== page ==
Ellis to once again pitch parking garage proposal
Reworked design still calls for 5-story structure
SCHENECTADY Ellis Hospital is trying again for permission to build a five-story parking garage on Rosa Road.
The city’s Board of Zoning Appeals refused the request in June because the 58-foot-high structure would have been built just 7 feet from the sidewalk. To conform with city rules, the garage would have to be built about a foot away from the sidewalk for every foot in height.
The BZA had given Ellis permission to build a three-story parking garage, at 27 feet tall, just 7 feet from the sidewalk. But 58 feet was too much, the BZA decided after neighbors complained.
Now Ellis has tweaked its design and will go back to the BZA for approval today at 7 p.m. at City Hall.
The new design is 51.6 feet tall and 15 feet back from the sidewalk.
While the new design will look smaller from the front, parts of it will be just as high as they were in the previous proposal.
The height changed because Ellis moved the stair towers from the front to the back of the proposed garage. The stairs protrude above the top deck, adding to the total height, but that part would be far from the sidewalk.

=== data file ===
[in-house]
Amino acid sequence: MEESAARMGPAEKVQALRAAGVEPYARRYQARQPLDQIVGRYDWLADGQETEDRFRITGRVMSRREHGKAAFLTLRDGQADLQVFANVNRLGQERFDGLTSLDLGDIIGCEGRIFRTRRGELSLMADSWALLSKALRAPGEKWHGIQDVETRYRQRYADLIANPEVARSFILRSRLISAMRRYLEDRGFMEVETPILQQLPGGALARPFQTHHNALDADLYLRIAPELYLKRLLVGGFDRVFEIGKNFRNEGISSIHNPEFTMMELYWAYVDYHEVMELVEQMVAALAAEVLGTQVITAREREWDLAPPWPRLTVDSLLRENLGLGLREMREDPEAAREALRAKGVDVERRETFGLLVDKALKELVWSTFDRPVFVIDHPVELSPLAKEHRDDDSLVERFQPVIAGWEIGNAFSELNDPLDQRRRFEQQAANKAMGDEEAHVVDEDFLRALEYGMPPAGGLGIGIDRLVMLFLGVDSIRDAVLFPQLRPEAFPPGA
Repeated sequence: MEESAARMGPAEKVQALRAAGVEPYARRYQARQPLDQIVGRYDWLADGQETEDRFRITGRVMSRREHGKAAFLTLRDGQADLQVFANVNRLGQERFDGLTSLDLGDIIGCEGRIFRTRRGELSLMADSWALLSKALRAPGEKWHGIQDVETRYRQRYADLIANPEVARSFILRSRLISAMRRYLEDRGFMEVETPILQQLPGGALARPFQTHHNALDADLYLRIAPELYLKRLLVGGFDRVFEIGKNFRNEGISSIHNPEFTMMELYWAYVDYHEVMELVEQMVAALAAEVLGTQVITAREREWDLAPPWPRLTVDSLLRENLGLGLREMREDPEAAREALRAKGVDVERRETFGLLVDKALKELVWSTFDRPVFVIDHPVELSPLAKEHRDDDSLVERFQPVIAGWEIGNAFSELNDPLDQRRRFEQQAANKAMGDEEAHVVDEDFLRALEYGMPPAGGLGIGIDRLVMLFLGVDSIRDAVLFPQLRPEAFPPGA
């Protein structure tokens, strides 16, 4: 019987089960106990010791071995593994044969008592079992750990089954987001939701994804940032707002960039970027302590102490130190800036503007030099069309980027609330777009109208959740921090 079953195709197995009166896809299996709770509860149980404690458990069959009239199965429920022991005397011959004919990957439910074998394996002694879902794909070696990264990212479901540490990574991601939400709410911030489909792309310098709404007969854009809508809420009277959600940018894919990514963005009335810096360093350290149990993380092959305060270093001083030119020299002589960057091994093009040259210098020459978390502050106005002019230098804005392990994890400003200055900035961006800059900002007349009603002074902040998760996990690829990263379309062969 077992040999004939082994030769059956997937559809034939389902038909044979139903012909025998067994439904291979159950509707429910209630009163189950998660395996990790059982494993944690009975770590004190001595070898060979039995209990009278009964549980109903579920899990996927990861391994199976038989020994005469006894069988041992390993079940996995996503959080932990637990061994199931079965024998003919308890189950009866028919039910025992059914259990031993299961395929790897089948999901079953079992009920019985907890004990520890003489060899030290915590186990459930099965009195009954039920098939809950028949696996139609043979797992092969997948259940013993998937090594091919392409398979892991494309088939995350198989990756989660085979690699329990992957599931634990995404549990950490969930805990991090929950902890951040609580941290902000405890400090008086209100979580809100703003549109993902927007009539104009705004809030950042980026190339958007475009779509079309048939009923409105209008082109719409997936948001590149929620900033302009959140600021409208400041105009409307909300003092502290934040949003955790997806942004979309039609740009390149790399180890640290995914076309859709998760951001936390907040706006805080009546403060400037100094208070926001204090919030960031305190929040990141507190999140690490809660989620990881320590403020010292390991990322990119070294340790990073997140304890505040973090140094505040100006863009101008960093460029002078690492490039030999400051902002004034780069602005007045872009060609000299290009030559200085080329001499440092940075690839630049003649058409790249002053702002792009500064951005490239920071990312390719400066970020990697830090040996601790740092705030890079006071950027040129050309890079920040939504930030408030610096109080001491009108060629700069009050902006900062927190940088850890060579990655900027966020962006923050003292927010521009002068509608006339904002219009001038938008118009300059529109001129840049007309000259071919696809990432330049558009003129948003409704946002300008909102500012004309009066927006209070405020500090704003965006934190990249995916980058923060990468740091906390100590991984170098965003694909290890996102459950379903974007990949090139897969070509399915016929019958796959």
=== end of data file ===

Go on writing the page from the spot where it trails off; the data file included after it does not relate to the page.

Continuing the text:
Some neighbors have objected to the plans, particularly because the building would be lighted at all times.
Ellis officials said they had wanted all along to build a five-story garage with their expansion this year, but they didn’t have enough money for the project, so they proposed a three-story garage.
Then construction and demolition of some old parts of the hospital came in under budget, giving the hospital enough money for the full garage.
The plan is to reserve it for patients only — although employees have long complained about the need for more parking.
Ellis is constantly searching for parking. In what some neighbors call “the black creep,” Ellis has purchased houses adjacent to the hospital when they were put up for sale and demolished them for parking. That has left some neighbors living next to a parking lot that wasn’t there when they moved in, and they have complained about it.
They’ve also complained about employees parking along their streets, blocking every curbside parking space.
Ellis built off-site parking lots for its employees and offers shuttle service back and forth, but some employees don’t want to take the shuttle. In the most recent battle over parking, a few employees had their cars towed when they parked at the adjacent Sunnyview Rehabilitation Center.